Welcome to Chippendales

2 out of 5

Created by: Robert Siegel

I appreciate the restraint and purposeful juxtaposition of turning a story of erotic dancers and murders into a pretty tight-lipped drama. Robert Siegel’s Hulu mini-series, Welcome to Chippendales, concerning the origin of the franchise and eventual self-destruction of its founder, Somen Banerjee (Kumail Nanjiani), is not without its more salacious visuals and details, but the 8-episodes to try to lean in on character over the bigger headlines – Bannerjee’s powerplay struggles with Chippendales’ choreographer, Nick De Noia (Murray Bartlett) has him, amongst other things, hiring a hitman – but the problem is then that the scripts tend to be either blandly surface level, or substituting pauses between dialogue for depth; characters are encouraged to screw up their faces in thought, and then act like they haven’t had any thoughts some scenes later. Because of the brand’s interesting origins and meteoric rise, there’s a satirical edge to this in the first few episodes that fuels binge watching, but once the dynamics are established – came-from-nothing Banerjee and defensively proud De Noia both get power hungry and have childish, back-and-forth clashes – there keeps being the sense that we should be building to something, only we’re not: we’re just ticking off the biography boxes so episode eight can end with the “and so-and-so went on to do X…” followup text.

The promise is there, though: Nanjiani’s quiet take on Banerjee gives his representation an inner world, and we can track that to how it’s imprinted on by De Noia’s brashness and, when he meets future wife Irene (Annaleigh Ashford), he it extends to his being enamored with her. But the line from hardy businessman to bullish, money-hungry overlord is incredibly short in Welcome to Chippendales, and while the day-to-day details are interesting, the show lacks the connective tissue that helps contextualize it, and furthermore just leaves all of that promise – which was in class commentary, gender commentary, race relations; everything opening up a male strip club run in the 70s, run by an Indian immigrant could’ve feasibly touched on – as subplot dead-ends. Nanjiani’s cypher-like performance, in the midst of Banerjee’s continual poor decisions, comes across not as innocence turned into extreme naivety, but rather idiocy, which probably wasn’t the point; Ashford’s flip-flopping between submissive and domineering wife similarly don’t have script backing, despite the actress certainly handling both approaches well.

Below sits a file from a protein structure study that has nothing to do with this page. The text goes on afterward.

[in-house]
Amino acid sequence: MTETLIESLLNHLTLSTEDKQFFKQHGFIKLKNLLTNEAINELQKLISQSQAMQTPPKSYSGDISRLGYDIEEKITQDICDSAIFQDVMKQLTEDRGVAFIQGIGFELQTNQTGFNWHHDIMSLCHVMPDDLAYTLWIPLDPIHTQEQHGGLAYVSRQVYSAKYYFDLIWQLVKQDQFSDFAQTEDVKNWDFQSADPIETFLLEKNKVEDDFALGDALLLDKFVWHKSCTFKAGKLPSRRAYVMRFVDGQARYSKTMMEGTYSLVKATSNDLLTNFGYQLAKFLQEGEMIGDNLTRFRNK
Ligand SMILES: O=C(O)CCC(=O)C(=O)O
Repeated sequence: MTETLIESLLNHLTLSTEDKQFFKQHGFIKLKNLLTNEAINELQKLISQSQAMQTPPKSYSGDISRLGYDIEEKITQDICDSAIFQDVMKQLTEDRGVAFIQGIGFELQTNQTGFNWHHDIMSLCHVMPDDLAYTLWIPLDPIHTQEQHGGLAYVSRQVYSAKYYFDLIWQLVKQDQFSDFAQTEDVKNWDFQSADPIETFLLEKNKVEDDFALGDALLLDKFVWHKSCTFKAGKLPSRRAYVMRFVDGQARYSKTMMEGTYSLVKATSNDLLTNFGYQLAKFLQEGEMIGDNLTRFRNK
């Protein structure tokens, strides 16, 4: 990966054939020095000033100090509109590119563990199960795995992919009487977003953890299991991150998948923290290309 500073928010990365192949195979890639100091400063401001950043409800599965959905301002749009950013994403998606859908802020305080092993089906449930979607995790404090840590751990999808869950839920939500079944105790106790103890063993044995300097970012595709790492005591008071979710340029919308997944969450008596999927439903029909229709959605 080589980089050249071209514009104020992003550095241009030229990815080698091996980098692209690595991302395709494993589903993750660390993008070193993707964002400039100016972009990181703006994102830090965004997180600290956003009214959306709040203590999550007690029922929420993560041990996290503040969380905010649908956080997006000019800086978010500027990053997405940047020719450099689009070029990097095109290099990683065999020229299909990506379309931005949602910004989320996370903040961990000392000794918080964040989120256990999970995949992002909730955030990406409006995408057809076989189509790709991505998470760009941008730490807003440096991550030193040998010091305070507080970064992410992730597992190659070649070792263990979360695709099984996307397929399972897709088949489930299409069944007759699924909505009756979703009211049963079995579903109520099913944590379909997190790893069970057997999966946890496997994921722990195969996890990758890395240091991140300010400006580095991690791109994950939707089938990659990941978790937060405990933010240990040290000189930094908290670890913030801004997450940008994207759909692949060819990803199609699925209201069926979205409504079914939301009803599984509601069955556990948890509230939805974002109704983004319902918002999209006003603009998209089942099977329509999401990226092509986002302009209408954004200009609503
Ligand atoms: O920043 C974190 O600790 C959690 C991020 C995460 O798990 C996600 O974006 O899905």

Welcome to Chippendales is a docudrama where the “reality is stranger than fiction” quotient was seemingly entirely swerved around, in order to give the show a quirky juxtaposition between tone and topic. This definitely works early on, especially as some conceptually rich subject matter is presented. Unfortunately, that proves to be its only move, otherwise just sifting through factoids one at a time, as dryly as possible.